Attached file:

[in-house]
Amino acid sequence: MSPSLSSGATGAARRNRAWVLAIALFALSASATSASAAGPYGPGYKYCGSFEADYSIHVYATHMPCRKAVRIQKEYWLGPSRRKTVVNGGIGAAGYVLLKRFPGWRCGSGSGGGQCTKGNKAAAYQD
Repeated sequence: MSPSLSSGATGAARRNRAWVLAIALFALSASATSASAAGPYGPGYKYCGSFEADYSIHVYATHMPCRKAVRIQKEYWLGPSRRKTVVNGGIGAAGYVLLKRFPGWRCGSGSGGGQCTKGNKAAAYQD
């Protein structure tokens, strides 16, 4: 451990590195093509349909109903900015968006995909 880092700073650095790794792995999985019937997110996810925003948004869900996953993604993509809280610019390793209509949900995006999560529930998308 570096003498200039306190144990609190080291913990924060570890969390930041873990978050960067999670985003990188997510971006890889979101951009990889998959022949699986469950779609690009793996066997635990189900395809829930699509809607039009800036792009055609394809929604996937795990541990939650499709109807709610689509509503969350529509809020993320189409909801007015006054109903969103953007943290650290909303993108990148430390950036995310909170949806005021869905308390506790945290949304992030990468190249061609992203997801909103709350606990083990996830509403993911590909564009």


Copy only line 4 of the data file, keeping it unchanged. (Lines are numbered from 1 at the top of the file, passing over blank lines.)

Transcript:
């Protein structure tokens, strides 16, 4: 451990590195093509349909109903900015968006995909 880092700073650095790794792995999985019937997110996810925003948004869900996953993604993509809280610019390793209509949900995006999560529930998308 570096003498200039306190144990609190080291913990924060570890969390930041873990978050960067999670985003990188997510971006890889979101951009990889998959022949699986469950779609690009793996066997635990189900395809829930699509809607039009800036792009055609394809929604996937795990541990939650499709109807709610689509509503969350529509809020993320189409909801007015006054109903969103953007943290650290909303993108990148430390950036995310909170949806005021869905308390506790945290949304992030990468190249061609992203997801909103709350606990083990996830509403993911590909564009």